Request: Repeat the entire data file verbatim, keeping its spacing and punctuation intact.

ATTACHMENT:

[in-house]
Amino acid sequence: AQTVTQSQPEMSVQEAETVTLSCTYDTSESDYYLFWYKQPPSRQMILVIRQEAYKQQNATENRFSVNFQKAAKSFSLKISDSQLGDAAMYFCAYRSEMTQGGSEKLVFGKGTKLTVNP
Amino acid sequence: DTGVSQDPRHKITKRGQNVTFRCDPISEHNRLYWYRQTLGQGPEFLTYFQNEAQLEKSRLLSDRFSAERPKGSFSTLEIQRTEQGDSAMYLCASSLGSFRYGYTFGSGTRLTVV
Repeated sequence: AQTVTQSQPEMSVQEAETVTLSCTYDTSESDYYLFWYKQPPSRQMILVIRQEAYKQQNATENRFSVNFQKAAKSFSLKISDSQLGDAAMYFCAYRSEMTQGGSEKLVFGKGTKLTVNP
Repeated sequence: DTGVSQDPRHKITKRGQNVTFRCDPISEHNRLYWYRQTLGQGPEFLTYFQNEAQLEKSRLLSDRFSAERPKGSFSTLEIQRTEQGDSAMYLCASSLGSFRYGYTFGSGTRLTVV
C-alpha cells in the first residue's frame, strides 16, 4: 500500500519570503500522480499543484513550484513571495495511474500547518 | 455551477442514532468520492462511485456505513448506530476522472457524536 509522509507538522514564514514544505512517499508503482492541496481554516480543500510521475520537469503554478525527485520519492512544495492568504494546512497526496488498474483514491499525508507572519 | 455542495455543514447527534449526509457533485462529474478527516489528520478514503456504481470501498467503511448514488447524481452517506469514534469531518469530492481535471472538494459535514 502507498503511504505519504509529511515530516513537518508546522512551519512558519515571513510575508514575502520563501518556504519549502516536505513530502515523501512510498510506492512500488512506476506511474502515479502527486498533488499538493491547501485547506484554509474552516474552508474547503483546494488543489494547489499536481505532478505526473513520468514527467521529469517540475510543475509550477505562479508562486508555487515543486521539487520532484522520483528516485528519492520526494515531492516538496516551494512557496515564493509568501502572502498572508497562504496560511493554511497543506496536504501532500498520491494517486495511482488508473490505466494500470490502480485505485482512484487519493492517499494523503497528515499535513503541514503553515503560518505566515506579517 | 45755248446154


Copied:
[in-house]
Amino acid sequence: AQTVTQSQPEMSVQEAETVTLSCTYDTSESDYYLFWYKQPPSRQMILVIRQEAYKQQNATENRFSVNFQKAAKSFSLKISDSQLGDAAMYFCAYRSEMTQGGSEKLVFGKGTKLTVNP
Amino acid sequence: DTGVSQDPRHKITKRGQNVTFRCDPISEHNRLYWYRQTLGQGPEFLTYFQNEAQLEKSRLLSDRFSAERPKGSFSTLEIQRTEQGDSAMYLCASSLGSFRYGYTFGSGTRLTVV
Repeated sequence: AQTVTQSQPEMSVQEAETVTLSCTYDTSESDYYLFWYKQPPSRQMILVIRQEAYKQQNATENRFSVNFQKAAKSFSLKISDSQLGDAAMYFCAYRSEMTQGGSEKLVFGKGTKLTVNP
Repeated sequence: DTGVSQDPRHKITKRGQNVTFRCDPISEHNRLYWYRQTLGQGPEFLTYFQNEAQLEKSRLLSDRFSAERPKGSFSTLEIQRTEQGDSAMYLCASSLGSFRYGYTFGSGTRLTVV
C-alpha cells in the first residue's frame, strides 16, 4: 500500500519570503500522480499543484513550484513571495495511474500547518 | 455551477442514532468520492462511485456505513448506530476522472457524536 509522509507538522514564514514544505512517499508503482492541496481554516480543500510521475520537469503554478525527485520519492512544495492568504494546512497526496488498474483514491499525508507572519 | 455542495455543514447527534449526509457533485462529474478527516489528520478514503456504481470501498467503511448514488447524481452517506469514534469531518469530492481535471472538494459535514 502507498503511504505519504509529511515530516513537518508546522512551519512558519515571513510575508514575502520563501518556504519549502516536505513530502515523501512510498510506492512500488512506476506511474502515479502527486498533488499538493491547501485547506484554509474552516474552508474547503483546494488543489494547489499536481505532478505526473513520468514527467521529469517540475510543475509550477505562479508562486508555487515543486521539487520532484522520483528516485528519492520526494515531492516538496516551494512557496515564493509568501502572502498572508497562504496560511493554511497543506496536504501532500498520491494517486495511482488508473490505466494500470490502480485505485482512484487519493492517499494523503497528515499535513503541514503553515503560518505566515506579517 | 45755248446154